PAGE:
The Netanyahu Effect: Trade Row with European Union, MENA Summits Suspended
MacKinnon, Colin, Washington Report on Middle East Affairs
The Netanyahu Effect: Trade Row With European Union, MENA Summits Suspended
Despite furious snorts and alarums from the Netanyahu government, the European Commission, the executive body of the European Union, has recommended that the EU go ahead and deny free-trade benefits to products made in Jewish settlements in the West Bank, Gaza, East Jerusalem and the Golan Heights. For years now, Israel has been shipping such goods to the EU labeled "Made in Israel." The Commission claims the Israeli practice is in violation of the 1975 EU-Israeli free trade agreement (the EU doesn't consider territory across the Green Line to be Israeli). The Netanyahu government insists that it is not, that the agreement covers goods made in the settlements.
In mid-May the Commission delivered two memoranda to Israel's Ministry of Industry and Trade and Ministry of Foreign Affairs. One accused Israel of preventing the PA from freely exporting goods. The other raised the issue of products coming into the EU from occupied territory and in effect demanded that Israel set borders for its products and label them honestly. If goods leaving Israeli ports are actually made in what is commonly known as "Israel," say the Europeans, they should be labeled as such. But if they are made, say, in the Golan Heights, they should be so labeled and not be considered eligible for EU trade benefits.
Though the products in dispute are fairly diverse, an estimated 120 or so, total sales to the EU from beyond the Green Line are probably not large -- perhaps $200 million a year at the most, including Palestinian-produced goods.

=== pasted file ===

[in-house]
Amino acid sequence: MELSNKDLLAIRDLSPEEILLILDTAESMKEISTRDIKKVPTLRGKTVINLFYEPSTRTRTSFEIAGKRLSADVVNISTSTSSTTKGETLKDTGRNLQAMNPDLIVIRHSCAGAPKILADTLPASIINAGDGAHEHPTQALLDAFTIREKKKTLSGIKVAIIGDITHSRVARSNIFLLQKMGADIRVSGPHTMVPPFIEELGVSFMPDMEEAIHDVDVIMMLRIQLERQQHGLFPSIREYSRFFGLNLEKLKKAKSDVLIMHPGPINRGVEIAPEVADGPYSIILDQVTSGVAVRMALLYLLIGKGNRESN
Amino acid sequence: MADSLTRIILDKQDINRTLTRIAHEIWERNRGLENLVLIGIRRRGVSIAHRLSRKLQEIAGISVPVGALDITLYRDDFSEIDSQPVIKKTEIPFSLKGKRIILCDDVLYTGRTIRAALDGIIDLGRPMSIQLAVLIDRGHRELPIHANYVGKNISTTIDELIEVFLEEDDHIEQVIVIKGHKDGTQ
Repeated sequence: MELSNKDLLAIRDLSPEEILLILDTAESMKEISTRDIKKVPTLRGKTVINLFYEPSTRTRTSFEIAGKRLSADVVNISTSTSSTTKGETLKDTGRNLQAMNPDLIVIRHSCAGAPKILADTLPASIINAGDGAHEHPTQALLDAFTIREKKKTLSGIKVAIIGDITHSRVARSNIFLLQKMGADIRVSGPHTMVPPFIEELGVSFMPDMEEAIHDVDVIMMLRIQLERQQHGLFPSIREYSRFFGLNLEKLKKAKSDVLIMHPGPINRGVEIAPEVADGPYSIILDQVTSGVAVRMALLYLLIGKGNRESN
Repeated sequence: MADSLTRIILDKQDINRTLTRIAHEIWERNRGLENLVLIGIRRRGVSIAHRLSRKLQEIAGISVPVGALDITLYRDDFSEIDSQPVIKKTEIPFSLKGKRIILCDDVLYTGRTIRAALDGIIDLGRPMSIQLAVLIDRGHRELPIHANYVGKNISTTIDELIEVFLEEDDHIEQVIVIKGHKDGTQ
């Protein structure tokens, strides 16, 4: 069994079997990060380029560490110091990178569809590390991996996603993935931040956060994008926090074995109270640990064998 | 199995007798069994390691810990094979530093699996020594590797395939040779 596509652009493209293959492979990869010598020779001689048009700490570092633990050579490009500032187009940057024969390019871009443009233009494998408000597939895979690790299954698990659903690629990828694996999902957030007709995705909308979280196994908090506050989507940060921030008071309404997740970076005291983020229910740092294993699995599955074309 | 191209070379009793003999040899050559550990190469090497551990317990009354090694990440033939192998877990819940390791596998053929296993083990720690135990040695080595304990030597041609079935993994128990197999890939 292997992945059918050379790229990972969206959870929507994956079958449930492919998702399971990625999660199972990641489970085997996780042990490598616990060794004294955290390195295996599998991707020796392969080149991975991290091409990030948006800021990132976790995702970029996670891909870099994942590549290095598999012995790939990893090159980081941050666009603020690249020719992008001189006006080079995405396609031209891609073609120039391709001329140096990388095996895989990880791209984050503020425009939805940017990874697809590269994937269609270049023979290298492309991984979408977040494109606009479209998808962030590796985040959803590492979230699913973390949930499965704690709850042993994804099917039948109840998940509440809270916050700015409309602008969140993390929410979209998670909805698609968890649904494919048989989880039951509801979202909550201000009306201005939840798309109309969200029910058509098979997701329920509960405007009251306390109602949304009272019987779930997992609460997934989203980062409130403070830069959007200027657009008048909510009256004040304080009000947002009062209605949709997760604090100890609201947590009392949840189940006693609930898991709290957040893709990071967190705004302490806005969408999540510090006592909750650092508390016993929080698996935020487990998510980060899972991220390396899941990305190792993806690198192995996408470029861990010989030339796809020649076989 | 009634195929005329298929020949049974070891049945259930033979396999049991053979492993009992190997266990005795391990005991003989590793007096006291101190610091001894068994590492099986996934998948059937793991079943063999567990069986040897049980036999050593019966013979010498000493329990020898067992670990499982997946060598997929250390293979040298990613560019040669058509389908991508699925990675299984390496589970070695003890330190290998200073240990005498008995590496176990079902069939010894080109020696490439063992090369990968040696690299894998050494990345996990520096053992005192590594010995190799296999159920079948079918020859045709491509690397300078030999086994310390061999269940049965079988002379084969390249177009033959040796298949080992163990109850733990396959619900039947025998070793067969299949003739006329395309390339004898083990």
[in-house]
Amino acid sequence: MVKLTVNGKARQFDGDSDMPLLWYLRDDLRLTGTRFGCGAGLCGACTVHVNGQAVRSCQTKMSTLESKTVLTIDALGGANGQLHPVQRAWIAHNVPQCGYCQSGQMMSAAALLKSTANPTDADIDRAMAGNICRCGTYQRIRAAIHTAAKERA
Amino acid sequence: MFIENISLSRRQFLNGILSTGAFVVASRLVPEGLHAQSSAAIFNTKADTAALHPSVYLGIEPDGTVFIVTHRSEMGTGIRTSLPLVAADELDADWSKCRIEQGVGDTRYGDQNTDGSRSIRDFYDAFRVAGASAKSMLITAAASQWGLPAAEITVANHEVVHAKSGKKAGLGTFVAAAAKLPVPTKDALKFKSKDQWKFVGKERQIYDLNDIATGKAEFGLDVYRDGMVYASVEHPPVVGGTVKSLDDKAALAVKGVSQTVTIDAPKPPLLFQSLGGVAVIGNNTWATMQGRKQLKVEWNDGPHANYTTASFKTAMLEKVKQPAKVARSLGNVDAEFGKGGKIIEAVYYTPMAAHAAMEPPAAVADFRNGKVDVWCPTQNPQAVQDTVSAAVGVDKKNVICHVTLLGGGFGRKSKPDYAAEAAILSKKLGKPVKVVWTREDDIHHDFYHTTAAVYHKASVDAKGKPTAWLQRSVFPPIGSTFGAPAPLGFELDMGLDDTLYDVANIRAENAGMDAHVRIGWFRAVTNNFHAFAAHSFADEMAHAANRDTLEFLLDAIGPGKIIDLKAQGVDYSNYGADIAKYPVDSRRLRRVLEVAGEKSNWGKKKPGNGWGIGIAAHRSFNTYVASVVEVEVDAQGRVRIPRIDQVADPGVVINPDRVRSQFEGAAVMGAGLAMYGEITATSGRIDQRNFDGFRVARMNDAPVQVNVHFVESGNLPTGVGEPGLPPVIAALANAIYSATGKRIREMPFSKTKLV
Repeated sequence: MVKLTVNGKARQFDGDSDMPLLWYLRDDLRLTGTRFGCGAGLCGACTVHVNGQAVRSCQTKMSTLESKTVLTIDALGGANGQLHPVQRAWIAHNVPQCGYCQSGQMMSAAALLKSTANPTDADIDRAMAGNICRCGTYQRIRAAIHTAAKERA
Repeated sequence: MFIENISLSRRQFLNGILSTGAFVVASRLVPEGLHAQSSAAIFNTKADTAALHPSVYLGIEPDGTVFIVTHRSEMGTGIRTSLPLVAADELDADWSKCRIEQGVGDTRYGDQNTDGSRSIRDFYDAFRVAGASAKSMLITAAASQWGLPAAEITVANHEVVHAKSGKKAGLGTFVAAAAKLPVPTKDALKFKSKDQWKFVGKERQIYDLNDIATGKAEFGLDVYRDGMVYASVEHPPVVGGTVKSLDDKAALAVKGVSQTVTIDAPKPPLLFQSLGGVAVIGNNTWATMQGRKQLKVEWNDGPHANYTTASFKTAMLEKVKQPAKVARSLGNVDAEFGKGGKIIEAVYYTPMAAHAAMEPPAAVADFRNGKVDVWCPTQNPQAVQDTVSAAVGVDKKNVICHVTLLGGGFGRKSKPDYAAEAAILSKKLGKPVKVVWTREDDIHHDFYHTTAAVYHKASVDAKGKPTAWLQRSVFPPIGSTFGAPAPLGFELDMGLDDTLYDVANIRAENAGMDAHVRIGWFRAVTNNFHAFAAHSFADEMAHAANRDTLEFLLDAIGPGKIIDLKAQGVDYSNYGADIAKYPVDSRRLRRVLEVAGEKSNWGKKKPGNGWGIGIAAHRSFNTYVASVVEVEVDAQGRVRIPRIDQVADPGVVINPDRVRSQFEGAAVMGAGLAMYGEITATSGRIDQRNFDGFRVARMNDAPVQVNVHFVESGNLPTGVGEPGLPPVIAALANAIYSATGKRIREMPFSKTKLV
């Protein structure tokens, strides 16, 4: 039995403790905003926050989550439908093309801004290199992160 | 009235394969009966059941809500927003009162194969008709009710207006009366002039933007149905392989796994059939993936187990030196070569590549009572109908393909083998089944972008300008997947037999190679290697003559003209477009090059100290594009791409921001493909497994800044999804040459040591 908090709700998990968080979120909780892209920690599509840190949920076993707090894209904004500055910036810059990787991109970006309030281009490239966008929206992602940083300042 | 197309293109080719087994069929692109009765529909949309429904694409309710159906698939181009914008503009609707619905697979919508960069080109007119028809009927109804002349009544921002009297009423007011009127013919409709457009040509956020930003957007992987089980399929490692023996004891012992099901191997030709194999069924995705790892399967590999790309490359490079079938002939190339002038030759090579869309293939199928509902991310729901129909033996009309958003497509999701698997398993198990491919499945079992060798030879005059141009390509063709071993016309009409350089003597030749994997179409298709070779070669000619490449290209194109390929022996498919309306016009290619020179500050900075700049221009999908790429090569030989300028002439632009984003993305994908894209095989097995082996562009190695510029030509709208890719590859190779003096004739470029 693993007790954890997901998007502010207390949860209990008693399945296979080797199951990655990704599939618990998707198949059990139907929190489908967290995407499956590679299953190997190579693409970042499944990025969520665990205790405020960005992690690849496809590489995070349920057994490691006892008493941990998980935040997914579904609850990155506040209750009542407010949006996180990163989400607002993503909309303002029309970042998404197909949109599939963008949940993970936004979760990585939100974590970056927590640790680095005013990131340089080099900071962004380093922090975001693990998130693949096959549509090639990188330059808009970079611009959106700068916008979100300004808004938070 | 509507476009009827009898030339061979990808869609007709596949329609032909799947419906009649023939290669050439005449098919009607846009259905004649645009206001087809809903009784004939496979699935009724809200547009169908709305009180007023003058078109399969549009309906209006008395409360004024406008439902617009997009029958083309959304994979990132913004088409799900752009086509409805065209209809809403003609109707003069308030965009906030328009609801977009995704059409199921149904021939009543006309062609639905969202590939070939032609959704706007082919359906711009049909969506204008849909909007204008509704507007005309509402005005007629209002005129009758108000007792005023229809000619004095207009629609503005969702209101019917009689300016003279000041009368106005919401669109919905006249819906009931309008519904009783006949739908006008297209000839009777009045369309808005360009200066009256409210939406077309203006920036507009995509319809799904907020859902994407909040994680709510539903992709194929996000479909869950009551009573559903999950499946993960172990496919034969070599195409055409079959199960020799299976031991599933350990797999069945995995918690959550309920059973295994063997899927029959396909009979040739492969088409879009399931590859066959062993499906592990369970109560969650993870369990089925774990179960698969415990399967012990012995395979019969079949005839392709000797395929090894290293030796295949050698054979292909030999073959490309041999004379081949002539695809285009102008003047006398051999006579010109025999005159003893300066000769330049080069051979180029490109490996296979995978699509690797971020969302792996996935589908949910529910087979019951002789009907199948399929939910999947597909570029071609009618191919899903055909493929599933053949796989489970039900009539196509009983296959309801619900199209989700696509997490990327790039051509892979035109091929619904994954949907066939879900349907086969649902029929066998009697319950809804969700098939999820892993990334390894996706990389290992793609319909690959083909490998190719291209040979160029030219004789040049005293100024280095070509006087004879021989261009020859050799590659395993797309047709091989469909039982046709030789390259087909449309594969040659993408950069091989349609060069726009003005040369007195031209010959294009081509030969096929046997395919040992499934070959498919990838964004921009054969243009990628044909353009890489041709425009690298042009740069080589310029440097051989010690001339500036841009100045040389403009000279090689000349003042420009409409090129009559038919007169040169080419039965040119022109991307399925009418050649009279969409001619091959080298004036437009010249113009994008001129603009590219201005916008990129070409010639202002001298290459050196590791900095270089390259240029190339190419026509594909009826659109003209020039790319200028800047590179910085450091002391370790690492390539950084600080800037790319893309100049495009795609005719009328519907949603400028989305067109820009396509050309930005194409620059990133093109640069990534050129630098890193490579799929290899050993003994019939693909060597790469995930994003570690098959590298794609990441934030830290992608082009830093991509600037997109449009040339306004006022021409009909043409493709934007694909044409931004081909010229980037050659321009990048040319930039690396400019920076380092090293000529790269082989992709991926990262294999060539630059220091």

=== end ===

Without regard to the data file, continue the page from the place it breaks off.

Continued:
Both of the two Israeli ministries that received the memoranda rejected them. As of early June, the Council of Europe, the EU's legislative body, had not acted on the Commission's proposal.
A POLITICAL IMPETUS
The real impetus behind the EU decision is political, not economic: it is the growing EU frustration both with the Israeli government of Binyamin Netanyahu and with the unwillingness of the U.S. to use its leverage on Israel.
Since the Oslo accords were signed in 1993, the EU and its member countries have been the largest donors to the Palestinian Authority, pledging $1.85 billion out of total international commitments so far of $2.8 billion.
Since that time, Palestinian GDP has fallen 35 percent -- largely because of Israeliimposed border closures -- and it has been European money that has kept the PA afloat. The Europeans say, however -- and you get some agreement from multilateral agencies such as the World Bank -- that the EU is in effect subsidizing Israeli economic pressure on the Palestinians. If European money were not flowing into the PA, the Israelis would have to face the consequences of even greater Palestinian impoverishment. Among those consequences would be a drop in Israel's $1.5 billion a year in sales to the PA.
Since late last year the EU has also been angling for a larger role in the Middle East peace negotiations, arguing that its preponderant economic weight should give it more say at the table. The EU is also seeking to become the key actor in coordinating donor aid.
On May 26 a top-ranking official of the European Commission told the Israeli daily Ha'aretz that political dialogue between the EU and Israel had simply ceased. Manuel Marin, commission vice president for relations with Mediterranean countries, blamed the Netanyahu government's policies toward the Palestinians for making dialogue impossible.
It is Israeli policy under Netanyahu that has caused the EU to raise the question of settler products. …